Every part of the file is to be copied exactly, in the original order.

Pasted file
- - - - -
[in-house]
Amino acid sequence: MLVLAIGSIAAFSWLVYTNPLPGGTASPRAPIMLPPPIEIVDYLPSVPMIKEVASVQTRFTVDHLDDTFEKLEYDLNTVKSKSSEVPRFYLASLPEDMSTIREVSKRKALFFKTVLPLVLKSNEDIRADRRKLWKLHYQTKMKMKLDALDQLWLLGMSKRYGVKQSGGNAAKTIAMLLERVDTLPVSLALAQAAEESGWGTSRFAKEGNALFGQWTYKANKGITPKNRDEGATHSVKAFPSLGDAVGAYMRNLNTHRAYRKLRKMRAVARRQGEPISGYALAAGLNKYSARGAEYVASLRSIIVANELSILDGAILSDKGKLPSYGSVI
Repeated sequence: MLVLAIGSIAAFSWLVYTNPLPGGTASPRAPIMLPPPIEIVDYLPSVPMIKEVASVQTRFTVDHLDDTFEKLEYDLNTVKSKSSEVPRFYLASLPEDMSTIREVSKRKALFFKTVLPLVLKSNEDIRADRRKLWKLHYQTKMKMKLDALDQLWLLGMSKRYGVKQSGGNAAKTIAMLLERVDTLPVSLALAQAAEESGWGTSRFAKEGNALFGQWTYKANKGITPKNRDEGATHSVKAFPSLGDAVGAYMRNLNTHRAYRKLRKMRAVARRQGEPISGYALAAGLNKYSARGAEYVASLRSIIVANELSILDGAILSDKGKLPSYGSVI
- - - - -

[in-house]
Amino acid sequence: MLVLAIGSIAAFSWLVYTNPLPGGTASPRAPIMLPPPIEIVDYLPSVPMIKEVASVQTRFTVDHLDDTFEKLEYDLNTVKSKSSEVPRFYLASLPEDMSTIREVSKRKALFFKTVLPLVLKSNEDIRADRRKLWKLHYQTKMKMKLDALDQLWLLGMSKRYGVKQSGGNAAKTIAMLLERVDTLPVSLALAQAAEESGWGTSRFAKEGNALFGQWTYKANKGITPKNRDEGATHSVKAFPSLGDAVGAYMRNLNTHRAYRKLRKMRAVARRQGEPISGYALAAGLNKYSARGAEYVASLRSIIVANELSILDGAILSDKGKLPSYGSVI
Repeated sequence: MLVLAIGSIAAFSWLVYTNPLPGGTASPRAPIMLPPPIEIVDYLPSVPMIKEVASVQTRFTVDHLDDTFEKLEYDLNTVKSKSSEVPRFYLASLPEDMSTIREVSKRKALFFKTVLPLVLKSNEDIRADRRKLWKLHYQTKMKMKLDALDQLWLLGMSKRYGVKQSGGNAAKTIAMLLERVDTLPVSLALAQAAEESGWGTSRFAKEGNALFGQWTYKANKGITPKNRDEGATHSVKAFPSLGDAVGAYMRNLNTHRAYRKLRKMRAVARRQGEPISGYALAAGLNKYSARGAEYVASLRSIIVANELSILDGAILSDKGKLPSYGSVI